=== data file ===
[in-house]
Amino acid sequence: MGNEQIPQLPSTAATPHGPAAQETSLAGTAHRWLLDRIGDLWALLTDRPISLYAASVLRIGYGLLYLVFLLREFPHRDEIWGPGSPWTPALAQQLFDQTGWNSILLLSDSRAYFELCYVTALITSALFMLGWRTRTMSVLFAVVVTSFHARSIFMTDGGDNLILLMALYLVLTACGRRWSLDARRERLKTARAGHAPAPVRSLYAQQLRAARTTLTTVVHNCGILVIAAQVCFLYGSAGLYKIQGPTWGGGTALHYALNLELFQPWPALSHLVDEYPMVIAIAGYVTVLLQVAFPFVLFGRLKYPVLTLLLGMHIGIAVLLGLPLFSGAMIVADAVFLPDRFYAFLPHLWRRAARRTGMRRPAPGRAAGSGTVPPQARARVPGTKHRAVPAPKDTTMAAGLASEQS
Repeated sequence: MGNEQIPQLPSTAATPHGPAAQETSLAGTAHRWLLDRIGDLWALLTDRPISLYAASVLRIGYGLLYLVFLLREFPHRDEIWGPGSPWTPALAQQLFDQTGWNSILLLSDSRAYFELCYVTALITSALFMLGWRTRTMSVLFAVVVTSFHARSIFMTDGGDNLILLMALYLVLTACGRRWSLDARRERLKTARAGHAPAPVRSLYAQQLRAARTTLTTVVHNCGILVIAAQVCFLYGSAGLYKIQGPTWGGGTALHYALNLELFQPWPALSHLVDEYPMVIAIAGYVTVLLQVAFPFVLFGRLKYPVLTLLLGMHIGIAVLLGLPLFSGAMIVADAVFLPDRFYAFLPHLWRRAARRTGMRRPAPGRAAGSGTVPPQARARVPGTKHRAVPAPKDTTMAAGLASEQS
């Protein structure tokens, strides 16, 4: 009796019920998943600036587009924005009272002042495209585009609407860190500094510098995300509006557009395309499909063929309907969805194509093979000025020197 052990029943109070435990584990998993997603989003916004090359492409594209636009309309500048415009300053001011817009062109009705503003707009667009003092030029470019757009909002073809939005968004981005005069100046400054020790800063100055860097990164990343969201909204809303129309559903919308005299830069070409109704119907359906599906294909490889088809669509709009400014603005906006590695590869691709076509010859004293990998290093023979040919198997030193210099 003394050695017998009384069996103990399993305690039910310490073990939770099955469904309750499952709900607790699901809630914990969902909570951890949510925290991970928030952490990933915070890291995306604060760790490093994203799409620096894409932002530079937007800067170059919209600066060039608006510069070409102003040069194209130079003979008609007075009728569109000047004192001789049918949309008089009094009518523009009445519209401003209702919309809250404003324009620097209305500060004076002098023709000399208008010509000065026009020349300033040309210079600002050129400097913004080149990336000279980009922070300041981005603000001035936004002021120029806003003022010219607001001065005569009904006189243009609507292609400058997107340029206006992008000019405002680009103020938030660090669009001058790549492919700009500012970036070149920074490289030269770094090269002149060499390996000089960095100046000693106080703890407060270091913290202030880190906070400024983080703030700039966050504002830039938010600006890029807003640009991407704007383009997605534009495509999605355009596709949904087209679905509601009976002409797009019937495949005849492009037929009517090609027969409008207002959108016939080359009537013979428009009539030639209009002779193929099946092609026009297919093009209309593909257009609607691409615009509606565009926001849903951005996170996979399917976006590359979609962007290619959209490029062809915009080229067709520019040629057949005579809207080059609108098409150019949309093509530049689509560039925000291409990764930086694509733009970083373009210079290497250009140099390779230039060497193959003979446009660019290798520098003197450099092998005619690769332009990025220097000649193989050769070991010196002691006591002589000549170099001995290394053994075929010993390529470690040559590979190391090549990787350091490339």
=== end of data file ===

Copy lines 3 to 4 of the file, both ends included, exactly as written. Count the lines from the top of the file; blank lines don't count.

Repeated sequence: MGNEQIPQLPSTAATPHGPAAQETSLAGTAHRWLLDRIGDLWALLTDRPISLYAASVLRIGYGLLYLVFLLREFPHRDEIWGPGSPWTPALAQQLFDQTGWNSILLLSDSRAYFELCYVTALITSALFMLGWRTRTMSVLFAVVVTSFHARSIFMTDGGDNLILLMALYLVLTACGRRWSLDARRERLKTARAGHAPAPVRSLYAQQLRAARTTLTTVVHNCGILVIAAQVCFLYGSAGLYKIQGPTWGGGTALHYALNLELFQPWPALSHLVDEYPMVIAIAGYVTVLLQVAFPFVLFGRLKYPVLTLLLGMHIGIAVLLGLPLFSGAMIVADAVFLPDRFYAFLPHLWRRAARRTGMRRPAPGRAAGSGTVPPQARARVPGTKHRAVPAPKDTTMAAGLASEQS
């Protein structure tokens, strides 16, 4: 009796019920998943600036587009924005009272002042495209585009609407860190500094510098995300509006557009395309499909063929309907969805194509093979000025020197 052990029943109070435990584990998993997603989003916004090359492409594209636009309309500048415009300053001011817009062109009705503003707009667009003092030029470019757009909002073809939005968004981005005069100046400054020790800063100055860097990164990343969201909204809303129309559903919308005299830069070409109704119907359906599906294909490889088809669509709009400014603005906006590695590869691709076509010859004293990998290093023979040919198997030193210099 003394050695017998009384069996103990399993305690039910310490073990939770099955469904309750499952709900607790699901809630914990969902909570951890949510925290991970928030952490990933915070890291995306604060760790490093994203799409620096894409932002530079937007800067170059919209600066060039608006510069070409102003040069194209130079003979008609007075009728569109000047004192001789049918949309008089009094009518523009009445519209401003209702919309809250404003324009620097209305500060004076002098023709000399208008010509000065026009020349300033040309210079600002050129400097913004080149990336000279980009922070300041981005603000001035936004002021120029806003003022010219607001001065005569009904006189243009609507292609400058997107340029206006992008000019405002680009103020938030660090669009001058790549492919700009500012970036070149920074490289030269770094090269002149060499390996000089960095100046000693106080703890407060270091913290202030880190906070400024983080703030700039966050504002830039938010600006890029807003640009991407704007383009997605534009495509999605355009596709949904087209679905509601009976002409797009019937495949005849492009037929009517090609027969409008207002959108016939080359009537013979428009009539030639209009002779193929099946092609026009297919093009209309593909257009609607691409615009509606565009926001849903951005996170996979399917976006590359979609962007290619959209490029062809915009080229067709520019040629057949005579809207080059609108098409150019949309093509530049689509560039925000291409990764930086694509733009970083373009210079290497250009140099390779230039060497193959003979446009660019290798520098003197450099092998005619690769332009990025220097000649193989050769070991010196002691006591002589000549170099001995290394053994075929010993390529470690040559590979190391090549990787350091490339």